Sir Gawain and the Green Knight - The audience, the Pentangle and the Green Sash
Sir Gawain and the Green Knight: The audience, the Pentangle and the Green Sash Although some early manuscripts of the poem 'Sir Gawain and the Green Knight' still exist, nothing, beyond speculation, is known about the poet, which is a pity when considering its rich language and imagery. Believed to have been written between 1375 and 1400, and some 2500 lines long, the unknown poet blent a unique mixture of chivalry, the Beheading Game and the temptation of a knight called Sir Gawain into probably the best example of an Arthurian romance. In this essay, the alliterative language and style of this poem will be seen to reflect the period and place that it was written as well as the audience for whom it was intended. With reference to the 'Sir Gawain' text, the use of the pentangle and the green sash, representing truth and untruth will be studied. Together, they will be shown to fit within the major theme of the whole poem. Particular attention will be paid to how these emblems might have been interpreted by the court audience of that period. 'Sir Gawain' was written in local dialect and its language ...'contains many harsh-sounding words of Norse origin...' (Stone, 1974 p 10). Partly because of the characteristics of the dialectic text, it has been placed as having been written in the north-west midlands, probably Shropshire. The poet also shows knowledge of a particular
The types of relationships that people have
Relationships There are many types of relationships that people have. A relationship is defined as a state of being related or interrelated. The three main themes, or relationships discussed are our relationship with the supernatural, our relationships with each other, and our relationship with the self. The first relationship is the relationship that we have with the supernatural. In the text Paradise Lost by John Milton, it shows us the relationship between Satan, God, and humans. The story mainly takes place with Satan coming down to Eden to get revenge. It begins out by showing the consequences of Adam and Eve's disobedience by eating the forbidden fruit. "Of man's first disobedience, and the fruit of that forbidden tree whose mortal taste brought death into the world, and all our woe, with loss of Eden, till one greater Man..."(Paradise Lost, p. 3001). This shows the relationship with the supernatural by showing how Adam and Eve disobeyed God's orders of not to eat from the forbidden tree and they did and then Satan came down to Eden to be revenged on men. Satan once lived in happiness; he was full of joy, and surrounded by pleasure. After he had forsaken God, he was punished for his unfaithfulness to the worst extremes. That is why he has come back to get revenge on God by hurting Adam and Eve, God's creations. If you believe in God and follow him and obey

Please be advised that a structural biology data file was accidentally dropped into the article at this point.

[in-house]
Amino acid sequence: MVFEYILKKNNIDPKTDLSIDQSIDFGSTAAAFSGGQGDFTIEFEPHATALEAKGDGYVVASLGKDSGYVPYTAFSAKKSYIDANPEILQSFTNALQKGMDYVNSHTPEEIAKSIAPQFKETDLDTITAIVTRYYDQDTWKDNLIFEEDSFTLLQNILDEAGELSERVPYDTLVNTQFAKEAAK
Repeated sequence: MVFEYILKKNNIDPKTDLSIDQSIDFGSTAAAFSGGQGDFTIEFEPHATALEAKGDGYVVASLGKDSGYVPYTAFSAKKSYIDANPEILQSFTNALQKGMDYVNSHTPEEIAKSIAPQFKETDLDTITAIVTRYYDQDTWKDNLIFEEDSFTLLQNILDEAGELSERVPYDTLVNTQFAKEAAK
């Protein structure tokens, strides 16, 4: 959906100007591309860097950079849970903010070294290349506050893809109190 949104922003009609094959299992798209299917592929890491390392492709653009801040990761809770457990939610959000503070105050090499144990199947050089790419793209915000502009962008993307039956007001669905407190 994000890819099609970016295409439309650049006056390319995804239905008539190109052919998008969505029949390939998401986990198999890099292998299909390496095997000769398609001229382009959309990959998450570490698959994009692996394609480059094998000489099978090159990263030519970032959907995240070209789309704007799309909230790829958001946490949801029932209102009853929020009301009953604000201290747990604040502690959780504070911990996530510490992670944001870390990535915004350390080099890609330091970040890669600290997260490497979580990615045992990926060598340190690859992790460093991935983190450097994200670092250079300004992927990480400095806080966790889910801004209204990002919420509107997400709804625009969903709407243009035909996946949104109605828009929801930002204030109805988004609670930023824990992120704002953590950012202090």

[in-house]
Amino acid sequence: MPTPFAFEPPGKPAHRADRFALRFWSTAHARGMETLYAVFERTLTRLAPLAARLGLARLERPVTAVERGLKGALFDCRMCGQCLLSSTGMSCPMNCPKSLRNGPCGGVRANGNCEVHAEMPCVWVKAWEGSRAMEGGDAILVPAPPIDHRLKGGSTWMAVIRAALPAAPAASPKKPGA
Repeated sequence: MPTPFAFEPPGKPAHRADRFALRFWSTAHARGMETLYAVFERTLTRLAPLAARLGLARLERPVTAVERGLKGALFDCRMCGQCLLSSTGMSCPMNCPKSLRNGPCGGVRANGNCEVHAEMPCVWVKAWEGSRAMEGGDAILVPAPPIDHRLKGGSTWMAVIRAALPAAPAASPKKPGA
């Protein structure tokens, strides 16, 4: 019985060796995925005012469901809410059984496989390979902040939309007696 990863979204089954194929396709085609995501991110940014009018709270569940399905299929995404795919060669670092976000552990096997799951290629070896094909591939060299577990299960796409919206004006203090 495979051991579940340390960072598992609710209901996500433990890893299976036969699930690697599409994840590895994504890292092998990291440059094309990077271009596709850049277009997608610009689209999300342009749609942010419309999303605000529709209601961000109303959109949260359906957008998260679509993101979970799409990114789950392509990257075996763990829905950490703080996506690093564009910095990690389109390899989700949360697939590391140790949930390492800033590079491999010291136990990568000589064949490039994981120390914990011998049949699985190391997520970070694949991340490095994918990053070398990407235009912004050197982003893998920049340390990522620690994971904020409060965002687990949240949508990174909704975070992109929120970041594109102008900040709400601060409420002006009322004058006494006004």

'That doom abided, / but in time it would come' (Beowulf, lines 83-4) Discuss the theme of fate / destiny in these texts.
'That doom abided, / but in time it would come' (Beowulf, lines 83-4) Discuss the theme of fate / destiny in these texts. It is indeed immediately evident to the reader (or listener) of Beowulf, that the poem is heavily laden with themes of fate and destiny. I would even go as far as saying that it is partly the weight that these themes lend that gives Beowulf its rich and beautiful quality. These themes are present throughout the text, for instance the creation of Heorot comes with the prophecy of its doom, with "its gables wide and high and awaiting / a barbarous burning" (lines 82-3). We are also given the cause for such a fate, namely blood feud between in-laws. The inevitable doom associated with blood feuds, and its associated fratricide, is also present at the end of the text with the wild prediction of the war and destruction of the Geat nation at the Shylfing's hands. It is also interesting to note here that the poem is book ended by funerals, death being the inevitable conclusion of fate, and also with prophecy, particularly effective for a contemporary audience knowledgeable of the outcomes of such prognostications. However, it is in the episode of Beowulf's fight against the dragon that we see the most signposted manifestation of fate: He was sad at heart, Unsettled yet ready, sensing his death. His fate hovered near, unknowable but certain (2419-2421)
Think of this poem in terms of its storytelling - Were you surprised at the end? What clues are given to the identity of the Green Knight? How does the poet use description effectively? What is artful about the patterning of the action?